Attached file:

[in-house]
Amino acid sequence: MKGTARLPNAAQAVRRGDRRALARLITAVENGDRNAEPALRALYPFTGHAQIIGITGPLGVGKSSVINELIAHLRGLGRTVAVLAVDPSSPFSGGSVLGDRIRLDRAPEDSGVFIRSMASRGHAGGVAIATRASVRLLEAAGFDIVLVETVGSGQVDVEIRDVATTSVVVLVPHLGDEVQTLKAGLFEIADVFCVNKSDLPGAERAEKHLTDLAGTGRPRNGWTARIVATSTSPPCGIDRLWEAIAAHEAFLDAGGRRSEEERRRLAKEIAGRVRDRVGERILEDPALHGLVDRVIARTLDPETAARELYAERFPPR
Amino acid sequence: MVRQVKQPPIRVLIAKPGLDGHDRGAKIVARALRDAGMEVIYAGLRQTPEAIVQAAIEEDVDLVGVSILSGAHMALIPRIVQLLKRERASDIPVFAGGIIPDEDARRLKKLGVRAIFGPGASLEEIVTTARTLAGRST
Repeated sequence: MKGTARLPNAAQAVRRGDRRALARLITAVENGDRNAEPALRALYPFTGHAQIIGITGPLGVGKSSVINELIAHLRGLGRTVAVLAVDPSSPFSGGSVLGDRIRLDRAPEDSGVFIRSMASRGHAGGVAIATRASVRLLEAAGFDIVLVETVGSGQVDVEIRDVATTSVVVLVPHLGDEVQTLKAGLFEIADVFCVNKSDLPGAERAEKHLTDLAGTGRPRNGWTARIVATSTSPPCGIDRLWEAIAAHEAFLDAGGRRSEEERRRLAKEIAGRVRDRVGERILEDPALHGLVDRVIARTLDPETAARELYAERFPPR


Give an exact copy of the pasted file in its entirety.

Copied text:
[in-house]
Amino acid sequence: MKGTARLPNAAQAVRRGDRRALARLITAVENGDRNAEPALRALYPFTGHAQIIGITGPLGVGKSSVINELIAHLRGLGRTVAVLAVDPSSPFSGGSVLGDRIRLDRAPEDSGVFIRSMASRGHAGGVAIATRASVRLLEAAGFDIVLVETVGSGQVDVEIRDVATTSVVVLVPHLGDEVQTLKAGLFEIADVFCVNKSDLPGAERAEKHLTDLAGTGRPRNGWTARIVATSTSPPCGIDRLWEAIAAHEAFLDAGGRRSEEERRRLAKEIAGRVRDRVGERILEDPALHGLVDRVIARTLDPETAARELYAERFPPR
Amino acid sequence: MVRQVKQPPIRVLIAKPGLDGHDRGAKIVARALRDAGMEVIYAGLRQTPEAIVQAAIEEDVDLVGVSILSGAHMALIPRIVQLLKRERASDIPVFAGGIIPDEDARRLKKLGVRAIFGPGASLEEIVTTARTLAGRST
Repeated sequence: MKGTARLPNAAQAVRRGDRRALARLITAVENGDRNAEPALRALYPFTGHAQIIGITGPLGVGKSSVINELIAHLRGLGRTVAVLAVDPSSPFSGGSVLGDRIRLDRAPEDSGVFIRSMASRGHAGGVAIATRASVRLLEAAGFDIVLVETVGSGQVDVEIRDVATTSVVVLVPHLGDEVQTLKAGLFEIADVFCVNKSDLPGAERAEKHLTDLAGTGRPRNGWTARIVATSTSPPCGIDRLWEAIAAHEAFLDAGGRRSEEERRRLAKEIAGRVRDRVGERILEDPALHGLVDRVIARTLDPETAARELYAERFPPR